Pokémon Scarlet/Violet Are Fastest-Selling Nintendo Games Ever


A gym leader winks at Pokémon's unflappable success.

Image: The Pokémon Company

Where there’s cute and lovable Pokémon, there’s always a way. Despite less-than-stellar reviews and tons of performance hitches and bugs, Pokémon Scarlet and Violet just broke sales records on the Nintendo Switch and beyond, moving 10 million copies in their opening weekend alone.

“This is the highest number ever for global and domestic sales in the first three days after the release of software for all Nintendo game consoles, including Nintendo Switch,” the Mario maker revealed in a press release late Wednesday. Roughly 4 million sales happened just in Japan, while the other 6 million came from abroad.

To put that number in perspective, the last mainline entries in the series, Pokémon Sword and Shield, only sold 2 million copies in their first two days. They are currently the fifth best-selling game ever on the Switch, suggesting Scarlet and Violet is on track to surpass them, and possibly even eventually unseat Animal Crossing: New Horizons and Mario Kart 8 Deluxe.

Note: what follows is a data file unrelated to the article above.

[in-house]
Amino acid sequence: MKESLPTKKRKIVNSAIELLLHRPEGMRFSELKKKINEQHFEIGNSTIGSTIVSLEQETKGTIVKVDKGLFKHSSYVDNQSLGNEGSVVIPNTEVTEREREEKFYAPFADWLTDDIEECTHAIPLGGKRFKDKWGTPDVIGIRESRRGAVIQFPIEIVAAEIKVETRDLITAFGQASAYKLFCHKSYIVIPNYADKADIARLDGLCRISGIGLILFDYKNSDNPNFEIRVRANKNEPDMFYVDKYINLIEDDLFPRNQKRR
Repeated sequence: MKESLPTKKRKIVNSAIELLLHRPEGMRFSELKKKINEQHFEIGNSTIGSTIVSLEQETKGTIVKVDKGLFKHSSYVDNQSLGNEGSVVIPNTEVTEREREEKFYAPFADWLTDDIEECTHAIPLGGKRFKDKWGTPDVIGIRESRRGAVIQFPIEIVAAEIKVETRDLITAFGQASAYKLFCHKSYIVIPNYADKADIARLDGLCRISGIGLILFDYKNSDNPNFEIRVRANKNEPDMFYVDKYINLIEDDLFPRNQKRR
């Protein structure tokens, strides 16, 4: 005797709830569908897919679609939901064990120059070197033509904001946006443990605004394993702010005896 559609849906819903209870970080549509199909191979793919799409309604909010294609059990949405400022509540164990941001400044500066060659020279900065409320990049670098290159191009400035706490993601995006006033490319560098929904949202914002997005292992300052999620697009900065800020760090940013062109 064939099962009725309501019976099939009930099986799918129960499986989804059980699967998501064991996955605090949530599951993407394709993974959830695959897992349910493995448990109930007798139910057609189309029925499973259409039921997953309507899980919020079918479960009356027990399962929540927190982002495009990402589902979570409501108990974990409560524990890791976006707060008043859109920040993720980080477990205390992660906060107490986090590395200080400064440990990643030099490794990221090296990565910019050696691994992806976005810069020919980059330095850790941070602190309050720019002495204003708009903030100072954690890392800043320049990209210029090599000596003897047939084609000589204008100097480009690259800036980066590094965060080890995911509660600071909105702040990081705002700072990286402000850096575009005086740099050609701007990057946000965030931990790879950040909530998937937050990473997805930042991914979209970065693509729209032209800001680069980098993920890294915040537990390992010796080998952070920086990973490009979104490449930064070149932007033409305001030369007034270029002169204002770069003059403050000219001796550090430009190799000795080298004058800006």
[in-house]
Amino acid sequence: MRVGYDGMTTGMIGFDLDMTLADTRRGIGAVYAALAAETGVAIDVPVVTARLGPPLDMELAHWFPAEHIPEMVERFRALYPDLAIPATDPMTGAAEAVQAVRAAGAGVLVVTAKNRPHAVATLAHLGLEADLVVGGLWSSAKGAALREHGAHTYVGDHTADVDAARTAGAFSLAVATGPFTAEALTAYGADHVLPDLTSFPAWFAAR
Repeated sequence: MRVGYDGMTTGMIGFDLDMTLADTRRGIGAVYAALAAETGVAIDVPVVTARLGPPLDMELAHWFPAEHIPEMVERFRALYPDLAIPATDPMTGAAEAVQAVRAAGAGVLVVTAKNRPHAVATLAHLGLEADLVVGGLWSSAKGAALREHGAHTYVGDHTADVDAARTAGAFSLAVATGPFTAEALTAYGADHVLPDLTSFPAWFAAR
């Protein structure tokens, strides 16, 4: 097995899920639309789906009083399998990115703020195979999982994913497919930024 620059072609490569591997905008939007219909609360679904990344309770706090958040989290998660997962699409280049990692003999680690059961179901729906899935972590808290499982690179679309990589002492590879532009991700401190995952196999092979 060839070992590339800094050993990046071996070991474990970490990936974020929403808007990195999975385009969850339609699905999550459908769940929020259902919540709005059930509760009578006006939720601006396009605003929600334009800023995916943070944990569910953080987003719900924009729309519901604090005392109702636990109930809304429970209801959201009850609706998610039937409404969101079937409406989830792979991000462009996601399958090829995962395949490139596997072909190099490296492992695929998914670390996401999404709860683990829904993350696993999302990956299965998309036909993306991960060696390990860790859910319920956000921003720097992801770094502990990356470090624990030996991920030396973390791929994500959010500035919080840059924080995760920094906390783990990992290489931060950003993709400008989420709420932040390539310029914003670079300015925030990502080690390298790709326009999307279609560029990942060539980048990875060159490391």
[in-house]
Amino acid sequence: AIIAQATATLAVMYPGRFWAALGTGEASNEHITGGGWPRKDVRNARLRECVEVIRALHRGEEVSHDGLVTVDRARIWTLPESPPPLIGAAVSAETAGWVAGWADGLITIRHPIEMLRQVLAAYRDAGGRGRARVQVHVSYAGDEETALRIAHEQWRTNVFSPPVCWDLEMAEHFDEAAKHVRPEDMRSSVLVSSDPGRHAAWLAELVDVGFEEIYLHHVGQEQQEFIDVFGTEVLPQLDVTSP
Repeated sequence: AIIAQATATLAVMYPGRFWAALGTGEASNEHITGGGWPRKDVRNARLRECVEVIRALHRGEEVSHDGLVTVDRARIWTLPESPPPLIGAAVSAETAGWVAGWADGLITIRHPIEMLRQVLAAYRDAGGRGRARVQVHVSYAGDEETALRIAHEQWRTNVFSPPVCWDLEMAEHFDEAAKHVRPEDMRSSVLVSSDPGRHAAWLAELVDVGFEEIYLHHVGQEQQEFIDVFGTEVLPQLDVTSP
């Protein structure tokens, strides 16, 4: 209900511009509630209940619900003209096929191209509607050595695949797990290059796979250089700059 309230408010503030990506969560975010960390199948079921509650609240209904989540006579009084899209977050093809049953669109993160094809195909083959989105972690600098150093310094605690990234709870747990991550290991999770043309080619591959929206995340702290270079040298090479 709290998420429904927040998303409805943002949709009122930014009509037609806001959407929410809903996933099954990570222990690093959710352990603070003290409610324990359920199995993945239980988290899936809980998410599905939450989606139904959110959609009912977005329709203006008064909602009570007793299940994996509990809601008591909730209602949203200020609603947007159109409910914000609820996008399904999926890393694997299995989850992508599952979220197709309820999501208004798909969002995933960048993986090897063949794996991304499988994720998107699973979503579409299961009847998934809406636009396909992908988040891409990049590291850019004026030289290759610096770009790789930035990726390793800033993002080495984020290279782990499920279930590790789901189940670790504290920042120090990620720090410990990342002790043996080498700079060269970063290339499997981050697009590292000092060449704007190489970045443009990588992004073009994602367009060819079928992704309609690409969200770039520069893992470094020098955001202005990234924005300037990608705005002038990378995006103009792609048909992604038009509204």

While part of Scarlet and Violet’s record-breaking success no doubt has to do with how many more Switches Nintendo has sold in the three years since Sword and Shield, the fact that they are now the fastest-selling games ever released on a Nintendo platform, including the Wii and DS, adds a whole other impressive wrinkle to the milestone.

And it also shows that the games’ objectively rough performance, and the glitches going viral on social media, haven’t seemed to hurt the sales pitch for them one bit. Fans are still playing the hell out of these games despite the at-times Cyberpunk 2077 levels of bugs and performance issues. There had been speculation, and certainly hope on the part of some longtime players, that the widely criticized issues with Scarlet and Violet, which released within a year of both the Brilliant Diamond/Shining Pearl remakes and Pokémon Legends: Arceus, might push GameFreak to take its foot off the gas and allow more time in-between releases.

That seems increasingly unlikely.

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